Inside Universallkidz, the school teaching conspiracy theories and sacred drumming to UK students

By Fatou Ferraro Mboup

Published May 6, 2024 at 09:00 AM

Reading time: 3 minutes

In a recent investigation conducted by The Times, an undercover journalist spent an entire month probing into Universallkidz, a suspected illegal school in Greater Manchester. Alongside colleagues who hold unconventional beliefs, such as denying the existence of dinosaurs and viruses, the investigation delved into the school’s activities. Shockingly, the curriculum at Universallkidz revolved directly around conspiracy theories, including the notion that the government, in collaboration with organisations like the World Economic Forum (WEF) and wealthy individuals, aimed to depopulate and subjugate the world through a scheme known as the “great reset theory.”

Established by Ladan Ratcliffe, a former teacher and self-proclaimed visionary artist, the ‘school’ has been operating under the radar of local authorities and Ofsted for the last three years.

Ratcliffe’s idea to set up Universallkidz began forming in 2020 after being inspired at an anti-lockdown rally. Operating under the alias ‘Ladan Universal’, Ratcliffe described the school’s mission as “de-indoctrinating” students from mainstream teachings. Unlike traditional education, Universallkidz offers a curriculum devoid of national standards, focusing instead on New Age topics such as sacred drumming, moon cycles, and homoeopathy.

Unsurprisingly, the school operates outside the bounds of the national curriculum and parents pay a fee of £30 per day for tuition.

The school has a current enrollment of 13 pupils, as disclosed during the investigation, though Ratcliffe indicated it had previously reached a maximum of 28 students. Operating four days a week from 10 am to 3:30 pm, not all students attend daily, but most are present at least three days a week, including two with special educational needs.

According to The Times’s investigation, children aged between eight and 14 are taught that their bodies operate on fluctuating energy levels based on their truthfulness. In history lessons, the pupils are exposed to alarming theories about potential future scenarios, such as the consumption of cockroaches due to alleged political and social agendas by figures such as Klaus Schwab (the executive chairman of the WEF) and Bill Gates.

Red, a teacher from Universallkidz, shared with the publication: “They’ll know how to find their own medicine, find their own food when the sh*t hits the fan. Because they are going to force a famine on us. Look at what they have been doing with farming. They are going to force a famine on us and we will be eating each other.”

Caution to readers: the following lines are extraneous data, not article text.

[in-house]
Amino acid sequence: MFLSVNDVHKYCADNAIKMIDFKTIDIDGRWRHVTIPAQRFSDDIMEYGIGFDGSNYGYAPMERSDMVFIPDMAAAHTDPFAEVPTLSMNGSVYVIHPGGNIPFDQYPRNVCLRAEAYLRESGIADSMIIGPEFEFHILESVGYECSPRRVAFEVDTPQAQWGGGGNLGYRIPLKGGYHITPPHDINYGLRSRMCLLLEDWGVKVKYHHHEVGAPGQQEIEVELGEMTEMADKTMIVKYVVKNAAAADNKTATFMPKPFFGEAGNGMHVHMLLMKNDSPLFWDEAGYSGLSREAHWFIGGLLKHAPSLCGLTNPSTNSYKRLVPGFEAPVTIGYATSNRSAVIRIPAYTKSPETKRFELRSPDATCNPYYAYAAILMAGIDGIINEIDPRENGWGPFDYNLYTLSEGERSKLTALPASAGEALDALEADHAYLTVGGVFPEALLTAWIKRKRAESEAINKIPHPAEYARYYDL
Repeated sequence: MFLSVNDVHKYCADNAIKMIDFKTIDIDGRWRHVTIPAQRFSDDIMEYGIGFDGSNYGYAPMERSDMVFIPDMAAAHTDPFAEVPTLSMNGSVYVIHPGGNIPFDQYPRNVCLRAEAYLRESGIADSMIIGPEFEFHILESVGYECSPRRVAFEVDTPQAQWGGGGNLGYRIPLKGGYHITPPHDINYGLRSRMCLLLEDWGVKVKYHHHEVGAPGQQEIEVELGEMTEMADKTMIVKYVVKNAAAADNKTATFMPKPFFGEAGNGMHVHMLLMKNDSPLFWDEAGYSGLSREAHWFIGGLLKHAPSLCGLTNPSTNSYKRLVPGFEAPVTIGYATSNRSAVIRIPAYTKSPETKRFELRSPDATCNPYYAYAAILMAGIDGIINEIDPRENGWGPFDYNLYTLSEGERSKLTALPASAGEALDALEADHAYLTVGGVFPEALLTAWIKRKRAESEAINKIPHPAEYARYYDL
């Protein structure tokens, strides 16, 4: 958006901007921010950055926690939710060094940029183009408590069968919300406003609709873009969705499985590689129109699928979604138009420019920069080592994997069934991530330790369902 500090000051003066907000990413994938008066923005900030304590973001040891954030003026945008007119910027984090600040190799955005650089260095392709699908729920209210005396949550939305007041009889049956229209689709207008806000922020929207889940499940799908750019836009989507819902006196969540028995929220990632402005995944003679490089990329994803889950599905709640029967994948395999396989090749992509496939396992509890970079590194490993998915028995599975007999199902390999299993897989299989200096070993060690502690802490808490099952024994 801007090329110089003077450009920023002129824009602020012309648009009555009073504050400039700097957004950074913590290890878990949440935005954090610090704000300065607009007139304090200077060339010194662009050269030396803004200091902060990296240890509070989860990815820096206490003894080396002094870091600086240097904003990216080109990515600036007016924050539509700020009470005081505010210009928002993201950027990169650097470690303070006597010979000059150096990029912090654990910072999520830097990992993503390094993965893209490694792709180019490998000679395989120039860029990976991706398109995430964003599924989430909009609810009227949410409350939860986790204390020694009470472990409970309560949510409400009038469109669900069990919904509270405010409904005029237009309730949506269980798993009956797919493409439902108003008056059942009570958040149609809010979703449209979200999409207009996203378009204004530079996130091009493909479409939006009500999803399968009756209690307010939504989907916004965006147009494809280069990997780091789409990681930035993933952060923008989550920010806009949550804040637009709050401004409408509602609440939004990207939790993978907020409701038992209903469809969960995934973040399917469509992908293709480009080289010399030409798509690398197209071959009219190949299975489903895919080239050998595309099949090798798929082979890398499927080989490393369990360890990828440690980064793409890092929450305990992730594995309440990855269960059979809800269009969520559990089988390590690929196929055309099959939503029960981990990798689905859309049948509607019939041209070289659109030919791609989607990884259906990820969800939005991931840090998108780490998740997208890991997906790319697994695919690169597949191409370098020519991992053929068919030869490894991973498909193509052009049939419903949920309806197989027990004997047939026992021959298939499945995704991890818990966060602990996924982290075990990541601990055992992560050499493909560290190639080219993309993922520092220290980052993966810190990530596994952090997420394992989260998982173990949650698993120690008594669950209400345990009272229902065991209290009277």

The classes are reportedly taking place in a rundown Victorian mansion which was formerly a nightclub. The school, which has been presented as support for homeschooling parents to education officials, operates independently from government bodies, catering to the “awake” community.

Incredibly, this institution offers full-time education without registering pupils with the Department for Education, taking advantage of minimal oversight regarding homeschooled children in existing legislation.

In fact, at Universallkidz, all attending children are technically homeschooled. Ratcliffe assists parents in withdrawing their children from mainstream education, advising them to deceive local authorities by claiming to homeschool instead of sending them to Universallkidz.In response to the proliferation of illegal schools, Ofsted established a task force in 2016. Initially, inspectors believed there were only 24 illegal schools, but now there are thought to be over 694. This led to 79 settings either being closed or to cease operating illegally.

Interestingly, while the majority of prosecuted institutions were religious schools catering to ultra-orthodox Jewish and Muslim communities, recent years have also seen a rise in non-religious schools promoting anti-state and conspiratorial ideologies, particularly during the COVID-19 pandemic.

In a post on X, formerly Twitter, Bridget Philipson, the shadow education secretary, expressed deep concern, emphasising the urgent need for legislation and stating that a Labour government would swiftly implement a register for children not attending school: “Fourteen years of Tory failure has left children being taught foraging and conspiracy theories. Ministers have failed to legislate to end the disgrace of unregistered schools.”

There are currently around 2,600 independent schools in the UK, which educate around 615,000 children, some 7 per cent of all British school-age children and 18 per cent of pupils over the age of 16.

Efforts to address this issue have been hindered by legislative shortcomings, as highlighted by Ofsted’s limited powers and the absence of a comprehensive register for home-schooled children. However, the lack of clarity in defining “full-time education” further complicates enforcement efforts, allowing such schools to operate in a legal grey area.

Sir Martyn Oliver, Ofsted’s chief inspector, characterised the discoveries as “highly alarming, but sadly not surprising.” Yet he also acknowledged that “weaknesses” in the legal system have impeded Ofsted’s endeavours to address the proliferation of hundreds of unregistered schools.

In the face of mounting controversy and the exploitation of fear and anxiety through conspiracy theories, the imperative for decisive action to protect children’s well-being and education cannot be overstated. Yet, despite the gravity of the situation, Universallkidz remains operational, underscoring the urgency for intervention.

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